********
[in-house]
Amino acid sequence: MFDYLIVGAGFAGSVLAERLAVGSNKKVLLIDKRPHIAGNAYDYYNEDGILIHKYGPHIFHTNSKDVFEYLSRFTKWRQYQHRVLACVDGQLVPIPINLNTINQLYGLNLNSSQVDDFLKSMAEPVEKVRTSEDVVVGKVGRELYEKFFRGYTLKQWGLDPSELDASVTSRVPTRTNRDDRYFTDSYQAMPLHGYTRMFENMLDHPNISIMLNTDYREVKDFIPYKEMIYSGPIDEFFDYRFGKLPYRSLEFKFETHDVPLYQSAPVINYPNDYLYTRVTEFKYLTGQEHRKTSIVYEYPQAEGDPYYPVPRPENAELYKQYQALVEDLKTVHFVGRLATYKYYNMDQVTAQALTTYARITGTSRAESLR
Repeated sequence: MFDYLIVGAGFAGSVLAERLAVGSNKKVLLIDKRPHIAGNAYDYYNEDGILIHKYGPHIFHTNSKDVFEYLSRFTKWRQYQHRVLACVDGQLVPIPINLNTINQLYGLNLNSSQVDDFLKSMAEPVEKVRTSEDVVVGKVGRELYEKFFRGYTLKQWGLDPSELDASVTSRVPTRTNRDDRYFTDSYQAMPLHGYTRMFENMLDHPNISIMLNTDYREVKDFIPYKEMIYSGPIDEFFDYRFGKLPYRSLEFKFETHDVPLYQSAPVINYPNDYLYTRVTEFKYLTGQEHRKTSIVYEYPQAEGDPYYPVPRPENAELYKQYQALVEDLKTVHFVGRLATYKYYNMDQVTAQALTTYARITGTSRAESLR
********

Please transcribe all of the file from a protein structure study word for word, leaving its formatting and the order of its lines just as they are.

[in-house]
Amino acid sequence: MFDYLIVGAGFAGSVLAERLAVGSNKKVLLIDKRPHIAGNAYDYYNEDGILIHKYGPHIFHTNSKDVFEYLSRFTKWRQYQHRVLACVDGQLVPIPINLNTINQLYGLNLNSSQVDDFLKSMAEPVEKVRTSEDVVVGKVGRELYEKFFRGYTLKQWGLDPSELDASVTSRVPTRTNRDDRYFTDSYQAMPLHGYTRMFENMLDHPNISIMLNTDYREVKDFIPYKEMIYSGPIDEFFDYRFGKLPYRSLEFKFETHDVPLYQSAPVINYPNDYLYTRVTEFKYLTGQEHRKTSIVYEYPQAEGDPYYPVPRPENAELYKQYQALVEDLKTVHFVGRLATYKYYNMDQVTAQALTTYARITGTSRAESLR
Repeated sequence: MFDYLIVGAGFAGSVLAERLAVGSNKKVLLIDKRPHIAGNAYDYYNEDGILIHKYGPHIFHTNSKDVFEYLSRFTKWRQYQHRVLACVDGQLVPIPINLNTINQLYGLNLNSSQVDDFLKSMAEPVEKVRTSEDVVVGKVGRELYEKFFRGYTLKQWGLDPSELDASVTSRVPTRTNRDDRYFTDSYQAMPLHGYTRMFENMLDHPNISIMLNTDYREVKDFIPYKEMIYSGPIDEFFDYRFGKLPYRSLEFKFETHDVPLYQSAPVINYPNDYLYTRVTEFKYLTGQEHRKTSIVYEYPQAEGDPYYPVPRPENAELYKQYQALVEDLKTVHFVGRLATYKYYNMDQVTAQALTTYARITGTSRAESLR